Training Team Accessibility Checklist

The checklist on this page can be used by anybody in the Training Team for creating or reviewing content so that it can be easily consumed by everybody. It is important to note that this checklist is a resource only and should be used as a starting point for those looking to make content more accessible.

Some types of content where you might want to consider using this checklist include:

  • Writing meeting recap notes.
  • Publishing posts on the make.wordpress.orgWordPress.org The community site where WordPress code is created and shared by the users. This is where you can download the source code for WordPress core, plugins and themes as well as the central location for community conversations and organization. https://wordpress.org//training blog.
  • Updating the Training Team Handbook.
  • Creating learning content such as lessons, courses, or online workshop slides.

This checklist used the four main guiding principles upon which the Web Content AccessibilityAccessibility Accessibility (commonly shortened to a11y) refers to the design of products, devices, services, or environments for people with disabilities. The concept of accessible design ensures both “direct access” (i.e. unassisted) and “indirect access” meaning compatibility with a person’s assistive technology (for example, computer screen readers). (https://en.wikipedia.org/wiki/Accessibility) Guidelines (WCAGWCAG WCAG is an acronym for Web Content Accessibility Guidelines. These guidelines are helping make sure the internet is accessible to all people no matter how they would need to access the internet (screen-reader, keyboard only, etc) https://www.w3.org/TR/WCAG21/.) are built as a starting point, and include some recommendations that go beyond the scope of WCAG also. While the WCAG guidelines can be overwhelming, a good next resource to learn more from is the How to Meet WCAG (Quick Reference). If you have more questions about accessibility or best-practices, the WordPress project has a dedicated Accessibility Team that can be contacted via the #accessibility channel (this link will open in SlackSlack Slack is a Collaborative Group Chat Platform https://slack.com/. The WordPress community has its own Slack Channel at https://make.wordpress.org/chat/. and require you to log in).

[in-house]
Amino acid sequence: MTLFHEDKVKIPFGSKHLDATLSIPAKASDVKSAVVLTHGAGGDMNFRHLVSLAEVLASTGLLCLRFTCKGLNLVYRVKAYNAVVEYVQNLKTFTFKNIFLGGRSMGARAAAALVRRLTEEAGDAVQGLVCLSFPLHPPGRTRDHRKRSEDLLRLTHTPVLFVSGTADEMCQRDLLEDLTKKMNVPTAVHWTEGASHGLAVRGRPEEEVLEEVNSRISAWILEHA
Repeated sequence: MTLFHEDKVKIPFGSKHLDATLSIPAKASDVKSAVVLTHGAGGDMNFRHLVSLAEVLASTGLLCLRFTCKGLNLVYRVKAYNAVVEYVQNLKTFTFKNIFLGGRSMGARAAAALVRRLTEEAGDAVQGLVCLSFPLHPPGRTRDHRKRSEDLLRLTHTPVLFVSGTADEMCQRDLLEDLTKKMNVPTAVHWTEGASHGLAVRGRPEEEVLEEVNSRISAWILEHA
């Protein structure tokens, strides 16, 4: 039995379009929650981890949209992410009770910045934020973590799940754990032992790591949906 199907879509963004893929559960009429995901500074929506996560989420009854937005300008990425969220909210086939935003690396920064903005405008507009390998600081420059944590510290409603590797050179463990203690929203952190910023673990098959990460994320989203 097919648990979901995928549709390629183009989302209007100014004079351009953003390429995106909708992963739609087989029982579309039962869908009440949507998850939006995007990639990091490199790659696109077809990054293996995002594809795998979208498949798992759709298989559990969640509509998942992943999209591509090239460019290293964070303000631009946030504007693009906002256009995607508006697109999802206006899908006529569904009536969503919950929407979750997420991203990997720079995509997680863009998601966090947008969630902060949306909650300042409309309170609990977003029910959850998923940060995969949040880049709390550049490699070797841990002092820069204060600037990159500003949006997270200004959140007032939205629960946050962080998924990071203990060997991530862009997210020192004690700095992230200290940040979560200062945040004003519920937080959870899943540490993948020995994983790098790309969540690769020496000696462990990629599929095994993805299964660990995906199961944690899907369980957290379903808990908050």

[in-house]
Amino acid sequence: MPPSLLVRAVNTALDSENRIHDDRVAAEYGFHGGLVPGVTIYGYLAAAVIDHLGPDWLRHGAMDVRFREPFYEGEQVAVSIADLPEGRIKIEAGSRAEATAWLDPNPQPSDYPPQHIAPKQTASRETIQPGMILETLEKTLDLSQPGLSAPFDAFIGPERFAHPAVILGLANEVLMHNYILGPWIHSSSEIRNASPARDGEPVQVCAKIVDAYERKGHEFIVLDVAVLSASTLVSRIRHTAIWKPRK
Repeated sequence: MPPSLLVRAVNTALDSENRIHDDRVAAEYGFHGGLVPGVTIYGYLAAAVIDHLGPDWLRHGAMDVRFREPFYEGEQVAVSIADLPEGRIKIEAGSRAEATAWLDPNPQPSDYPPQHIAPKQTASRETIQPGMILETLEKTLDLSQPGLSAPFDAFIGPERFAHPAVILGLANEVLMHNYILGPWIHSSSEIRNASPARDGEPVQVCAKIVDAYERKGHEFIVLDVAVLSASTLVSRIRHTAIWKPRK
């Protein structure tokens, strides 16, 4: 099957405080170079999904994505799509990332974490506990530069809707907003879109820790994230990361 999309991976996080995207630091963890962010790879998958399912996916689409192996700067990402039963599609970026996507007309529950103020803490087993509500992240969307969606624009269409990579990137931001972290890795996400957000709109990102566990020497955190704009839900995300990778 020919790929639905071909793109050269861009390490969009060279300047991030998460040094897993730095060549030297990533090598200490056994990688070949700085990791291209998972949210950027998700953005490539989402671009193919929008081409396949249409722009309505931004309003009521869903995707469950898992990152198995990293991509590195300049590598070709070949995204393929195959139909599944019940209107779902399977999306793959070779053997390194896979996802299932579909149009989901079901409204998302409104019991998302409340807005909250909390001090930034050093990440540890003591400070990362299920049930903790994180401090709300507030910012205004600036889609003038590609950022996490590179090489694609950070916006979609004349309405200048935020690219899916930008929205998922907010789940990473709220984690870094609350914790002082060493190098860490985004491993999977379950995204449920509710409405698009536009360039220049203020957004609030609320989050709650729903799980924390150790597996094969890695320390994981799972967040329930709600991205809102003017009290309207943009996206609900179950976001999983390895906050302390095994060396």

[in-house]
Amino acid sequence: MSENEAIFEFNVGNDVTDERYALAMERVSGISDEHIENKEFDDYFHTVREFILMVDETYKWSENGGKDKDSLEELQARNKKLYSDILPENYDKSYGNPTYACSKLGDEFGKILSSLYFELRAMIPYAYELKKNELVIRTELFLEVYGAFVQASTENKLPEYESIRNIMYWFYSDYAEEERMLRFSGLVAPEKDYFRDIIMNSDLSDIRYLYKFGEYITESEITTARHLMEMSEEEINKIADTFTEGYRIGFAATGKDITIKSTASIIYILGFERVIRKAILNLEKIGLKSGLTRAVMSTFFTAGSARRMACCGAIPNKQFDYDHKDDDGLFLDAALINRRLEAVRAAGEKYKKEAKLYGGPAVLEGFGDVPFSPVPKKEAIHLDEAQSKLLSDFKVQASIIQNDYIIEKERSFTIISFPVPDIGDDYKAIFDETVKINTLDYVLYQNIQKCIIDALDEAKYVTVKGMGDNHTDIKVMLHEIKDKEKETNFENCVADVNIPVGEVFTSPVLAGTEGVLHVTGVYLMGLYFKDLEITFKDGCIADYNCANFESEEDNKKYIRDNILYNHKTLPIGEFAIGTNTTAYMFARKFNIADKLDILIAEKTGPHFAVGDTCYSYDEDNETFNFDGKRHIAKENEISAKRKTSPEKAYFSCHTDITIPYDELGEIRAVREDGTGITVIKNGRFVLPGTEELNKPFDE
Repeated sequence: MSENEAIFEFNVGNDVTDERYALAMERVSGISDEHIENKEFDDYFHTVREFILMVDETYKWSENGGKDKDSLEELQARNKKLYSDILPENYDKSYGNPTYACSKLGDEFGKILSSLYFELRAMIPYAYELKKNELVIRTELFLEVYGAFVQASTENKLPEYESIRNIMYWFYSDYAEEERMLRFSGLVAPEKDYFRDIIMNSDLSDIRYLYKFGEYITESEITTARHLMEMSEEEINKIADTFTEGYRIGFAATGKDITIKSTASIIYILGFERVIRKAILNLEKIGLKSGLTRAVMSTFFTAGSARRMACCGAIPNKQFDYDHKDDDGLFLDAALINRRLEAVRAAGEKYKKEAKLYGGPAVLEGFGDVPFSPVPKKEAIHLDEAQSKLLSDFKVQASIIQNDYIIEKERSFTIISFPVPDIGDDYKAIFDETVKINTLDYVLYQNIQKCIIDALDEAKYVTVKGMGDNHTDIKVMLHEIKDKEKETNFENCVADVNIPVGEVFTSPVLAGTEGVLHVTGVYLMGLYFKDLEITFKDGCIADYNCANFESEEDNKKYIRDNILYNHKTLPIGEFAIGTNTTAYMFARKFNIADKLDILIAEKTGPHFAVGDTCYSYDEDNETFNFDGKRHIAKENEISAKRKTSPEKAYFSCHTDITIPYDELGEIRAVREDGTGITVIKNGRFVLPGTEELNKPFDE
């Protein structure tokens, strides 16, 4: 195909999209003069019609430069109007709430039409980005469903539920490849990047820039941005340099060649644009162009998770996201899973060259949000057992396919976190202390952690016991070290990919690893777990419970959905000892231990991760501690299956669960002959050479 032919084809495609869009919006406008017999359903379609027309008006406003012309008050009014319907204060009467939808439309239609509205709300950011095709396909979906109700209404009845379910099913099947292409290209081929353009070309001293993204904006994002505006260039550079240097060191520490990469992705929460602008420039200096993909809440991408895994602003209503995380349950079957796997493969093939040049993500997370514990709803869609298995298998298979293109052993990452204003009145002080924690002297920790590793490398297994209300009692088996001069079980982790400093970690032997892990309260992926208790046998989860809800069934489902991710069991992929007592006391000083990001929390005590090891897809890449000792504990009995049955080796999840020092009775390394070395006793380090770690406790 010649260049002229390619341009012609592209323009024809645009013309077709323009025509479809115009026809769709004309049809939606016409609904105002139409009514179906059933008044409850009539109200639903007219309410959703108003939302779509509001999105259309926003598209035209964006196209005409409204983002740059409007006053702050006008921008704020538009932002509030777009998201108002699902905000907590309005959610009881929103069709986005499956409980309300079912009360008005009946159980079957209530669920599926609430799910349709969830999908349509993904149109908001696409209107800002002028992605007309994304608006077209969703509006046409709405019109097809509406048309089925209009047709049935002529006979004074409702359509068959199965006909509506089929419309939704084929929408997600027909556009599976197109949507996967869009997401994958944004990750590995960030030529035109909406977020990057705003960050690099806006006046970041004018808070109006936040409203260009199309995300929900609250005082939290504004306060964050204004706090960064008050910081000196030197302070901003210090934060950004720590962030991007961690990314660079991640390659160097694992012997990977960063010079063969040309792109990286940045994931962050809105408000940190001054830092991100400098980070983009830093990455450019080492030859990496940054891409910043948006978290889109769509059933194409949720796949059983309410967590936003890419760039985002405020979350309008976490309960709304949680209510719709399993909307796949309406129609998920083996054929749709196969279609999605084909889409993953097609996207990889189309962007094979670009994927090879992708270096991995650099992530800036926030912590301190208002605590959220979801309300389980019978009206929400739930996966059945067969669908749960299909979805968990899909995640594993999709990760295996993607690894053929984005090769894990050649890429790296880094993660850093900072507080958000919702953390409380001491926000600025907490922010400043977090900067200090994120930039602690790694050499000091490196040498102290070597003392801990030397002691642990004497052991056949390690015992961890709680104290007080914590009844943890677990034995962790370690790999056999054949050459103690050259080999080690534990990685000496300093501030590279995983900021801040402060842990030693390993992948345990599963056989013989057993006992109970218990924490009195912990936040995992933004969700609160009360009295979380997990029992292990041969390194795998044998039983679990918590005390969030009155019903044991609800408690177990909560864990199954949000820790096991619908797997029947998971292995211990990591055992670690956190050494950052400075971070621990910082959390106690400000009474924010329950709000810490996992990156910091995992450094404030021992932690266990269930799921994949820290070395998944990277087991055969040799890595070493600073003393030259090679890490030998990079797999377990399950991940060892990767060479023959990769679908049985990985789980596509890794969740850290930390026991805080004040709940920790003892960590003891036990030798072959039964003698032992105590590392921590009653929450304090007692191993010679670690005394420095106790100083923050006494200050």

Perceivable

Information and user interface components must be presentable to all users in a way that they can perceive them. Users must be able to consume the information being presented, via whatever sense they are relying on to interact with the content. A way to think about this is to consider whether you could locate all content or interactive elements on the page if you couldn’t use a specific sense (e.g. sight, hearing or touch). If something is invisible to all of a users available senses, then it is not perceivable.

Here is a short list of ways to check for perceivability:

  • Images and visual elements have concise and descriptive Alt Text.
  • Videos have captions, and audio have transcripts.
  • Content has semantically correct headings (e.g. h1, h2) and not just bolded text.
  • Text or graphical objects that are interactive have a good color contrast between the background and foreground.
  • Content uses a method other than just color to convey meaning.
  • Content has a minimum font size of 16px.

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Operable

Users must be able to operate the interface – the interface cannot require interaction that a user cannot perform. It is not enough to make a button perceivable by a user if they cannot interact with it! Think about different user situations. Could someone interact without having the use of a mouse, or both hands on a keyboard? Could someone interact using a touch screen? Can they watch your video without it triggering a seizure?

Here is a short list of ways to check for operability:

  • All interactive elements can be reached and operated with the keyboard.
  • There is no flashing content at a frequency of more than 3 ‘flashes’ per second.
  • The purpose of links can be determined by the link text alone. (e.g. Avoid placing links on words such as “here”, “this link” or “this page”.)